BoardingDoc

Don't worry. I've got my towel.
7+ Year Member
Feb 23, 2010
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I apologize in advance as this is going to be a very disjointed question

My first job is on the horizon as I am PGY3 looking to sign early. Prospective job at a level 2 trauma center in the north east that is rather faced paced. The "fast" guys see ~3patient/hr in fast track area and 2 in higher acuity area and are rewarded accordingly as it is an RVU based system with base rate of $205 for those that can't average more than ~x5 RVU/hr (@$40/RVU). Director says most docs average 6RVU/hr ($240/hr) They do offer scribes for free.

I average ~2patients per hour currently as a PGY 3 at a level 1 ~110,000 visits/yr. This # includes pure peds ED shifts, "fast-track"/low acuity pod shifts, and high acuity shifts (admission rates close to 40%). No doubt the number is skewed especially given that we try to avoid picking up in the last hour of the shift to avoid hand offs. On my evaluations my patient per hour metrics is typically "above average." Will this translate to practice or do things change drastically once out? I just dont want to sign on at this busy shop and not be able to keep up and make good $.

I feel pretty confident that I can see more per hour but dont want to sacrifice patient care or note quality. Notes should be easier with a scribe. I moonlight and will read notes from older docs and notice sometimes there nearly nothing when it comes to MDM and ED course. Just a diagnosis and ordered medications etc... Is this acceptable for lower acuity patients that require minimal testing or when you have a low suspicion for badness? Is this what allows some docs to see patients faster? How does one provide good patient care, document adequately, and still move the meat? Good charting does improve reimbursment after all so there has to be a balance. Someone please weigh in. Once again sorry. I know this is a mess
You may want to edit your post. I've read it twice and I still don't know what your main question is. To take a stab at it though...

"On my evaluations my patient per hour metrics is typically "above average." Will this translate to practice or do things change drastically once out?"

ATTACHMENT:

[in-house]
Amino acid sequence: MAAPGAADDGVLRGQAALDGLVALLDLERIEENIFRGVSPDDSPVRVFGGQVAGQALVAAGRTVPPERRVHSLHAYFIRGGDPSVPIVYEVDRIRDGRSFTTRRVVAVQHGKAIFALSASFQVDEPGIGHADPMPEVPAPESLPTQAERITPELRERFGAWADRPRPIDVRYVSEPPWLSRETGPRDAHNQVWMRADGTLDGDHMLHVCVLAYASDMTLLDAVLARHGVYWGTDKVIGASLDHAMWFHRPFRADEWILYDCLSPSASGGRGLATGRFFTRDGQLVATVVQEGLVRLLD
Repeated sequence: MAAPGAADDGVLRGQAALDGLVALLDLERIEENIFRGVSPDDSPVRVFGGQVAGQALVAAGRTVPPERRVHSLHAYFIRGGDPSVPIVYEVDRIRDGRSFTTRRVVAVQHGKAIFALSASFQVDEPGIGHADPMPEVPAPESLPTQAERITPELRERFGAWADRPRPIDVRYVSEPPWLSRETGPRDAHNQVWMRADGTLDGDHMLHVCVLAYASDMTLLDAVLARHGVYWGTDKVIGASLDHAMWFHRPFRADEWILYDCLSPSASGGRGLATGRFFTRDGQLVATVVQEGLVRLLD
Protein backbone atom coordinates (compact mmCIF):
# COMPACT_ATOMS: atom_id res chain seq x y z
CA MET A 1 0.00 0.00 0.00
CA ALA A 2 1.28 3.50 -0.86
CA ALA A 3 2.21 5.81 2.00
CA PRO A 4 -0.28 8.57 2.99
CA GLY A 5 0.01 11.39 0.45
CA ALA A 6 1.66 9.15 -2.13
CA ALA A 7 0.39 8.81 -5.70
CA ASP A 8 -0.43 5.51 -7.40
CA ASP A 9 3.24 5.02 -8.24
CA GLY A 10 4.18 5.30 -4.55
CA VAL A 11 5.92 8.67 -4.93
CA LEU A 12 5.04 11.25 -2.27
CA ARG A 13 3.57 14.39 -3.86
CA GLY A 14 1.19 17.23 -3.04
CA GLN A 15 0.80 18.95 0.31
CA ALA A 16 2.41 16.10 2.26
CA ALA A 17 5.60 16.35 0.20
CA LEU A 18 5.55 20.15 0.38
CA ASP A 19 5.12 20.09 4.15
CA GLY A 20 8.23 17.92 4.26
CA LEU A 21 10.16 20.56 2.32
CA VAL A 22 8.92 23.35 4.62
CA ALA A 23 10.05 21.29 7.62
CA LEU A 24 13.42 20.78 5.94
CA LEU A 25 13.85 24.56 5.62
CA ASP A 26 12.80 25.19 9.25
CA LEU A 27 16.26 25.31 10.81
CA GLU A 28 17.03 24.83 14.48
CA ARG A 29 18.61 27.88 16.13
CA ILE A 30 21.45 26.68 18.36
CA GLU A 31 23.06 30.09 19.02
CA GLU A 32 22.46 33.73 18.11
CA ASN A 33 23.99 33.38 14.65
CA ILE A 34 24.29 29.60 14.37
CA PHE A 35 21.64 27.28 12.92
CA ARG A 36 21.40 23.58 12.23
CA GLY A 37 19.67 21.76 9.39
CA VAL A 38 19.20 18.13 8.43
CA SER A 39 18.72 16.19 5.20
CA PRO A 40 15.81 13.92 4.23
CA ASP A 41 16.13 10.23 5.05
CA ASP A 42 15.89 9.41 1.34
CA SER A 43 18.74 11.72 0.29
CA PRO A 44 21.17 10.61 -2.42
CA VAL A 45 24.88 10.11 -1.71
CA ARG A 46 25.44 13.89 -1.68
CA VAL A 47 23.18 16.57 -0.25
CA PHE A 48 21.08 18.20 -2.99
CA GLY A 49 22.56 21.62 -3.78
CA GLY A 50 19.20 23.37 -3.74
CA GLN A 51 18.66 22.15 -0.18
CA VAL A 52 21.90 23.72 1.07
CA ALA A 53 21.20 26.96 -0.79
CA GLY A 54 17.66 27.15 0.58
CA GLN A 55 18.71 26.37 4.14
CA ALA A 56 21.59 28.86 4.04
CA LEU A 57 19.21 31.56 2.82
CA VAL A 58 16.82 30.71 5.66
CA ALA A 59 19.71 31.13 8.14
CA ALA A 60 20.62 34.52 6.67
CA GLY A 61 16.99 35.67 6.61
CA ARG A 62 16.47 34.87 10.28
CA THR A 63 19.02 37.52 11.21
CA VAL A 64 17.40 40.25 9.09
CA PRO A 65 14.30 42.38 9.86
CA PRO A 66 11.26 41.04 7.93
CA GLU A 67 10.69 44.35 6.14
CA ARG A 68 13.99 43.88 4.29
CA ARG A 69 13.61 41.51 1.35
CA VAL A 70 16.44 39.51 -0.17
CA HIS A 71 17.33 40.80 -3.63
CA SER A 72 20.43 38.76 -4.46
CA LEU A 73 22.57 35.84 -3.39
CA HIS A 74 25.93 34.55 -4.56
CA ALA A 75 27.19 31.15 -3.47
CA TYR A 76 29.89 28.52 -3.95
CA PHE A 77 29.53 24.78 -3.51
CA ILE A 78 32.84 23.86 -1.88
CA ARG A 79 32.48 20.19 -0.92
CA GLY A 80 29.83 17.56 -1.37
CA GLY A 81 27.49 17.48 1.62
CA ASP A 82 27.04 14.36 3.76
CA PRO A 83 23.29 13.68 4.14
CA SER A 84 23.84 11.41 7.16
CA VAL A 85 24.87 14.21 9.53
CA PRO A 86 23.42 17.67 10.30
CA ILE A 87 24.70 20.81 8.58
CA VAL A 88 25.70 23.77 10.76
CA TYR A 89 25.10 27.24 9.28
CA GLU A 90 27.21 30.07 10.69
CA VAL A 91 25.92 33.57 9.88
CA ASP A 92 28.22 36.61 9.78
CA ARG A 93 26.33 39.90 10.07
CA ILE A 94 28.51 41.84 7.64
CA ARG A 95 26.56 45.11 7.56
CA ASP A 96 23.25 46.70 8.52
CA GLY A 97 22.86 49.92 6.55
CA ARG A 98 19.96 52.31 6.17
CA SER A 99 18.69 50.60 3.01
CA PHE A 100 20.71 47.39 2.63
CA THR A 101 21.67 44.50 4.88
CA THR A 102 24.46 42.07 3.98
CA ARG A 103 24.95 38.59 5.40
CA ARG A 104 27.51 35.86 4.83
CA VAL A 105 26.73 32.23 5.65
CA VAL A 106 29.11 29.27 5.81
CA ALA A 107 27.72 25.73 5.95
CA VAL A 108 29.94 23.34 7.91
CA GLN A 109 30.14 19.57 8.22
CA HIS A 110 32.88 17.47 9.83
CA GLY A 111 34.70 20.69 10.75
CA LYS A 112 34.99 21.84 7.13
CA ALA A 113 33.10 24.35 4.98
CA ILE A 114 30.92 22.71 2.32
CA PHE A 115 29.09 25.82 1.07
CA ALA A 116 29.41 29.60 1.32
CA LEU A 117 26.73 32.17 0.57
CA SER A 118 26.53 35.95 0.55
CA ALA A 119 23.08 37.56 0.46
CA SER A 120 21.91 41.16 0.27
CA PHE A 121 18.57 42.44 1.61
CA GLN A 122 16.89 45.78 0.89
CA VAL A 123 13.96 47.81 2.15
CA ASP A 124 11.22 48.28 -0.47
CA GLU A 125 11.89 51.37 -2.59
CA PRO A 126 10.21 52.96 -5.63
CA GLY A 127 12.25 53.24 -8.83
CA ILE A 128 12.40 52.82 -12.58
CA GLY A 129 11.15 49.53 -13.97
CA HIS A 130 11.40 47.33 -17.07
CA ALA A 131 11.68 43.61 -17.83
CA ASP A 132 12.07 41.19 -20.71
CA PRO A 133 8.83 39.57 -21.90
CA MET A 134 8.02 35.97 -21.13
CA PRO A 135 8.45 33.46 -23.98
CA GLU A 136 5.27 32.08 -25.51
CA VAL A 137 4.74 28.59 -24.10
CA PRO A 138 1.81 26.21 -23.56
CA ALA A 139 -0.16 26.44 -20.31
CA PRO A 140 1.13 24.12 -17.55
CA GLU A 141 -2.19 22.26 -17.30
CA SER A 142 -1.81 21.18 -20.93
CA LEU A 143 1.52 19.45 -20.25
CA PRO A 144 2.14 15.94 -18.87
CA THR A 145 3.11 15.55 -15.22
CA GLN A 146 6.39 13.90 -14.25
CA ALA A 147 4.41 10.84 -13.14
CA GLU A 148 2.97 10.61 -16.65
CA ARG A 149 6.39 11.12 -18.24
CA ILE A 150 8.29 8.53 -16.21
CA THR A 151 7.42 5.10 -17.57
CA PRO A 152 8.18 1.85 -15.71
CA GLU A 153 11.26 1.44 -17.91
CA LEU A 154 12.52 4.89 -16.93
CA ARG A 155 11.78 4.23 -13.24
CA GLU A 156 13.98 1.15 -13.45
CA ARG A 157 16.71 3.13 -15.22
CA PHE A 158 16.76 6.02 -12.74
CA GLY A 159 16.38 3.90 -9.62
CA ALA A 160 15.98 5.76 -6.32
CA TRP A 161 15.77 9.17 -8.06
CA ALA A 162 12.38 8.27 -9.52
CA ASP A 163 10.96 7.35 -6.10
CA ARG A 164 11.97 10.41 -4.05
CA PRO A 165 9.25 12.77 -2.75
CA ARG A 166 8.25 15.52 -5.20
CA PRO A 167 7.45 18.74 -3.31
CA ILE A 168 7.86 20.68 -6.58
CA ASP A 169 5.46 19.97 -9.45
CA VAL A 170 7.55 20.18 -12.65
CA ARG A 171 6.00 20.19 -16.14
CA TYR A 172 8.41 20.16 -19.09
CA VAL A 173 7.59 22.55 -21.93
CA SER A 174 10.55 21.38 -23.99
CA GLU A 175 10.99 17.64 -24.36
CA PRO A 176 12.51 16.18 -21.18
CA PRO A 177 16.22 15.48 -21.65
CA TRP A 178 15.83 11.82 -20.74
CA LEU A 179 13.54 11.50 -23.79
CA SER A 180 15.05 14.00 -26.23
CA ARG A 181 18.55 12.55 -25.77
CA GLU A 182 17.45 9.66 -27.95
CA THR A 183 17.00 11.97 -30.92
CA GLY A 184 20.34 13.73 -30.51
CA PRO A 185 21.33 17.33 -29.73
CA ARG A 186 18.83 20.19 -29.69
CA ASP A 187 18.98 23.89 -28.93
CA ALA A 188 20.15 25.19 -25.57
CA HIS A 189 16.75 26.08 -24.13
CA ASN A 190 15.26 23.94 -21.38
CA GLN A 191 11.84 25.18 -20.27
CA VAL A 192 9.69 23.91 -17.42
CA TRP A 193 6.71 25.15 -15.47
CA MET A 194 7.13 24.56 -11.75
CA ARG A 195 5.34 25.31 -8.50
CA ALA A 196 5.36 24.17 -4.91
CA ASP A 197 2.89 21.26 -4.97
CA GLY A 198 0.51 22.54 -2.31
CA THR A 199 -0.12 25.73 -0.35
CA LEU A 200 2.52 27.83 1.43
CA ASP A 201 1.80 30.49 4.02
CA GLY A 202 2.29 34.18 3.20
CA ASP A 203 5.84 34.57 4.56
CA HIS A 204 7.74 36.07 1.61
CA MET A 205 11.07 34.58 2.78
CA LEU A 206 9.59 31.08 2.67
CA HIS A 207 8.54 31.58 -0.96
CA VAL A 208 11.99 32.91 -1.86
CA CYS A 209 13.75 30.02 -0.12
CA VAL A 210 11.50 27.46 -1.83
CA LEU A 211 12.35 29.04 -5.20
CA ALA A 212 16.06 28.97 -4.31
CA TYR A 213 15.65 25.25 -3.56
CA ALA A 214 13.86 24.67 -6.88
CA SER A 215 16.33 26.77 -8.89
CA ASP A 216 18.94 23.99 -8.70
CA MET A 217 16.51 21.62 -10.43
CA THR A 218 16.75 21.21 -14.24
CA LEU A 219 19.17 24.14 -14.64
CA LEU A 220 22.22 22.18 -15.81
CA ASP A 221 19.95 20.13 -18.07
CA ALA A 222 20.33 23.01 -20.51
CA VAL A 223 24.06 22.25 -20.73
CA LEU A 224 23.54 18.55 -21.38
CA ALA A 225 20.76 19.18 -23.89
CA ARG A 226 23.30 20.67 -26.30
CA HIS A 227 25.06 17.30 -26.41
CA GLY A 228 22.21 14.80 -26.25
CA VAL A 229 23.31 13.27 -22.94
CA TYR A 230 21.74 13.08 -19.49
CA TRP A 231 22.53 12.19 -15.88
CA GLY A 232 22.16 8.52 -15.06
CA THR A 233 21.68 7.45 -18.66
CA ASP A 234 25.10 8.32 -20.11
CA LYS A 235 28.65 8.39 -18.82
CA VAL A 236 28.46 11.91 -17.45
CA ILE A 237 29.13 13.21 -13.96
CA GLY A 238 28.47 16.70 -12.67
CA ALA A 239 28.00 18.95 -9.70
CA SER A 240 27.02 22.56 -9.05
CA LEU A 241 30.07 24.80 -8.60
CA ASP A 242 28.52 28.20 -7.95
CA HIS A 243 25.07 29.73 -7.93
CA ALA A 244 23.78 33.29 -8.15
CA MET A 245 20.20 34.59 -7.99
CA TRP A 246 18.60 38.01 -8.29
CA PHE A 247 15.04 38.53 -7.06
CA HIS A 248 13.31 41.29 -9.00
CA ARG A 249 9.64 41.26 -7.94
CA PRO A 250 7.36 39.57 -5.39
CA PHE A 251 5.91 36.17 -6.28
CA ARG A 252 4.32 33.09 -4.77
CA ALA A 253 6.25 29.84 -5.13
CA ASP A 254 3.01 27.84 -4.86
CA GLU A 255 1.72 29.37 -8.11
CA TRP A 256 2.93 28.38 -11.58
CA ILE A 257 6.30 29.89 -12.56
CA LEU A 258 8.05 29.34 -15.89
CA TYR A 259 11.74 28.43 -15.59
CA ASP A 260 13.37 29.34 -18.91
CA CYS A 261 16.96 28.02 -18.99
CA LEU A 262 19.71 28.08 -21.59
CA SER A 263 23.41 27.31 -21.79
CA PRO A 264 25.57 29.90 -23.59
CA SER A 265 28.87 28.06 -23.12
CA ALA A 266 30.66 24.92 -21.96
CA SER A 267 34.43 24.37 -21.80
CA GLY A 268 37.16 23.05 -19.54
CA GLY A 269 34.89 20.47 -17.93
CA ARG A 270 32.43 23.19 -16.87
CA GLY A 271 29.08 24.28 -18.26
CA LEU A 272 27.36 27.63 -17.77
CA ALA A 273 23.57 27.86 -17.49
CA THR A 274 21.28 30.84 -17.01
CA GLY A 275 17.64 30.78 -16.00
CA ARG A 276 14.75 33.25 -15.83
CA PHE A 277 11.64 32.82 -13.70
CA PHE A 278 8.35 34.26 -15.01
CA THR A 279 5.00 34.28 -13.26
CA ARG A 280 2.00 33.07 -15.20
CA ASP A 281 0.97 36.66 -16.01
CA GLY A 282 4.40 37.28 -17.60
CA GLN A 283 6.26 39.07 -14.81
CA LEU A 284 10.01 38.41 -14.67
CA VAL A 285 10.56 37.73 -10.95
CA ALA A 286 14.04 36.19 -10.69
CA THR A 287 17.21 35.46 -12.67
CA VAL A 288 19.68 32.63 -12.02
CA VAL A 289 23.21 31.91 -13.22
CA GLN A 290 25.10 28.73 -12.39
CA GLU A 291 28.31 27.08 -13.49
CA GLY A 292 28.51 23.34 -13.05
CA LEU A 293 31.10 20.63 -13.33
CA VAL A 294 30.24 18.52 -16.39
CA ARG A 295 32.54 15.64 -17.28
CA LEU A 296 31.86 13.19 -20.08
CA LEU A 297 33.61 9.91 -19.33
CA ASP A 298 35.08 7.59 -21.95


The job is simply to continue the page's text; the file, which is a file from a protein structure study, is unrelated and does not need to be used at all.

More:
In general, you will be faster as an attending as you don't need to staff patients anymore.

"Just a diagnosis and ordered medications etc... Is this acceptable for lower acuity patients that require minimal testing or when you have a low suspicion for badness? "
I don't know what you're asking here. Are you asking if you can write minimalistic charts? Sure, you just need to be sure you're billing appropriately and writing a defensible chart.

"How does one provide good patient care, document adequately, and still move the meat? "
Practice, practice, practice. If it were as simple as saying "the magic trick is X" there wouldn't be a million threads on this very topic every year.

As a random tip in your case, this post seems to indicate that you're not good at coming up with efficient strategies on the fly (train of thought post with no clear overarching question). I'd work a few attending shifts, and when you're at home, come up with a strategy for charting more efficiently. Come up with SPECIFIC STEPS to take. If you try to figure it out mid-shift, I suspect it will end poorly.
 
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Jul 24, 2013
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I appreciate the response but wouldn't necessarily judge my abilities from a blog post. I 100% agree that my paragraph-word-vomit-question was pretty pathetic but I think that was simply a reflection of hopping on this site that has helped guide me to this point in my career with excitement as all my preparation has finally allowed me to see some light following a stellar interview.

I like your recommendation in your last paragraph and think that is a great strategy. Thanks
 
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Hamhock

10+ Year Member
May 6, 2009
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Your strategy at the start will seem silly in two years.

That doesn't mean you shouldn't have a strategy. It just means that you must let go at some point.

HH
 

Old_Mil

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Prospective job at a level 2 trauma center in the north east that is rather faced paced. The "fast" guys see ~3patient/hr in fast track area and 2 in higher acuity area and are rewarded accordingly as it is an RVU based system with base rate of $205 for those that can't average more than ~x5 RVU/hr (@$40/RVU). Director says most docs average 6RVU/hr ($240/hr)
240 an hour to see 2-3pph in the tax and malpractice heavy northeast?

That doesn't sound like a particularly good deal.
 
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